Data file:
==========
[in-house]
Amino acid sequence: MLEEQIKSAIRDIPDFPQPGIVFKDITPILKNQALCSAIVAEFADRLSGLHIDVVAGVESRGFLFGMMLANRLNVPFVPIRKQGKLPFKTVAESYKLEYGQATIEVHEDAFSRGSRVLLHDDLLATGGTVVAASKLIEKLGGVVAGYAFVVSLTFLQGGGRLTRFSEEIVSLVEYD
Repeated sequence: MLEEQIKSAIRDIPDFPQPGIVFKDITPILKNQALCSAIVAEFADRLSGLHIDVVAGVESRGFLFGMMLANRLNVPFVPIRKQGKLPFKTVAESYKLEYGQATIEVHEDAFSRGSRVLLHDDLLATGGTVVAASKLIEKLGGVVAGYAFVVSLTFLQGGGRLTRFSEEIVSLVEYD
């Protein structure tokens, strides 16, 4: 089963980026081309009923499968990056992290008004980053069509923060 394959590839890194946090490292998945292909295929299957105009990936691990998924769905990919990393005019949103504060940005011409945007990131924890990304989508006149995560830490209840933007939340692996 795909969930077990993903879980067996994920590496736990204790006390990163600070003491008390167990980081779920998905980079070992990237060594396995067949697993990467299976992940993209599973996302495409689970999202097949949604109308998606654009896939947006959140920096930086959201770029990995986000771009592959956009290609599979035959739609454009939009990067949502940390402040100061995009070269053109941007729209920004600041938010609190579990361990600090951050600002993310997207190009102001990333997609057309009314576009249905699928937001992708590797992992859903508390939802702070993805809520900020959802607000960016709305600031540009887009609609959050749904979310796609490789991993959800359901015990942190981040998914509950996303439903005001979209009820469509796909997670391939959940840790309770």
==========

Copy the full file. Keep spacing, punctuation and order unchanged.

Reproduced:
[in-house]
Amino acid sequence: MLEEQIKSAIRDIPDFPQPGIVFKDITPILKNQALCSAIVAEFADRLSGLHIDVVAGVESRGFLFGMMLANRLNVPFVPIRKQGKLPFKTVAESYKLEYGQATIEVHEDAFSRGSRVLLHDDLLATGGTVVAASKLIEKLGGVVAGYAFVVSLTFLQGGGRLTRFSEEIVSLVEYD
Repeated sequence: MLEEQIKSAIRDIPDFPQPGIVFKDITPILKNQALCSAIVAEFADRLSGLHIDVVAGVESRGFLFGMMLANRLNVPFVPIRKQGKLPFKTVAESYKLEYGQATIEVHEDAFSRGSRVLLHDDLLATGGTVVAASKLIEKLGGVVAGYAFVVSLTFLQGGGRLTRFSEEIVSLVEYD
């Protein structure tokens, strides 16, 4: 089963980026081309009923499968990056992290008004980053069509923060 394959590839890194946090490292998945292909295929299957105009990936691990998924769905990919990393005019949103504060940005011409945007990131924890990304989508006149995560830490209840933007939340692996 795909969930077990993903879980067996994920590496736990204790006390990163600070003491008390167990980081779920998905980079070992990237060594396995067949697993990467299976992940993209599973996302495409689970999202097949949604109308998606654009896939947006959140920096930086959201770029990995986000771009592959956009290609599979035959739609454009939009990067949502940390402040100061995009070269053109941007729209920004600041938010609190579990361990600090951050600002993310997207190009102001990333997609057309009314576009249905699928937001992708590797992992859903508390939802702070993805809520900020959802607000960016709305600031540009887009609609959050749904979310796609490789991993959800359901015990942190981040998914509950996303439903005001979209009820469509796909997670391939959940840790309770």